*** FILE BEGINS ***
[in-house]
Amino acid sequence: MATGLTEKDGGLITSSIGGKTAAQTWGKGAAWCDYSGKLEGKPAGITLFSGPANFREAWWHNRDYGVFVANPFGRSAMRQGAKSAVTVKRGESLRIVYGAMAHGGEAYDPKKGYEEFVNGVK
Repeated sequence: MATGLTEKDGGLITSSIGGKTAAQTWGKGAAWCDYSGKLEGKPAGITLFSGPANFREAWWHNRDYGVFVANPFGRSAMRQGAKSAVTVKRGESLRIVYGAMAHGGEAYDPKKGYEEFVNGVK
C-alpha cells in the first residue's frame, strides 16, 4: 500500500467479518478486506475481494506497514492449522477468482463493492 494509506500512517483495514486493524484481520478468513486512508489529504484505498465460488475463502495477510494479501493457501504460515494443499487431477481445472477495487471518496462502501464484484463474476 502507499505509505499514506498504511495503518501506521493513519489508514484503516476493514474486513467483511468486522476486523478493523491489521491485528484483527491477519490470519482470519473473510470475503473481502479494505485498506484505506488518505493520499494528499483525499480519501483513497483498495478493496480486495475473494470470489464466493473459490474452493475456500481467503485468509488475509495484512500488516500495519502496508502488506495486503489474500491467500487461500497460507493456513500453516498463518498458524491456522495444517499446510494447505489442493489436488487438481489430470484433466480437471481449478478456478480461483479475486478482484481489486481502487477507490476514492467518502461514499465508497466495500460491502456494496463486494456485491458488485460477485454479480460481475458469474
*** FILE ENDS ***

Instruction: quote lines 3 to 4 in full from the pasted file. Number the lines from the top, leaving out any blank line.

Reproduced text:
Repeated sequence: MATGLTEKDGGLITSSIGGKTAAQTWGKGAAWCDYSGKLEGKPAGITLFSGPANFREAWWHNRDYGVFVANPFGRSAMRQGAKSAVTVKRGESLRIVYGAMAHGGEAYDPKKGYEEFVNGVK
C-alpha cells in the first residue's frame, strides 16, 4: 500500500467479518478486506475481494506497514492449522477468482463493492 494509506500512517483495514486493524484481520478468513486512508489529504484505498465460488475463502495477510494479501493457501504460515494443499487431477481445472477495487471518496462502501464484484463474476 502507499505509505499514506498504511495503518501506521493513519489508514484503516476493514474486513467483511468486522476486523478493523491489521491485528484483527491477519490470519482470519473473510470475503473481502479494505485498506484505506488518505493520499494528499483525499480519501483513497483498495478493496480486495475473494470470489464466493473459490474452493475456500481467503485468509488475509495484512500488516500495519502496508502488506495486503489474500491467500487461500497460507493456513500453516498463518498458524491456522495444517499446510494447505489442493489436488487438481489430470484433466480437471481449478478456478480461483479475486478482484481489486481502487477507490476514492467518502461514499465508497466495500460491502456494496463486494456485491458488485460477485454479480460481475458469474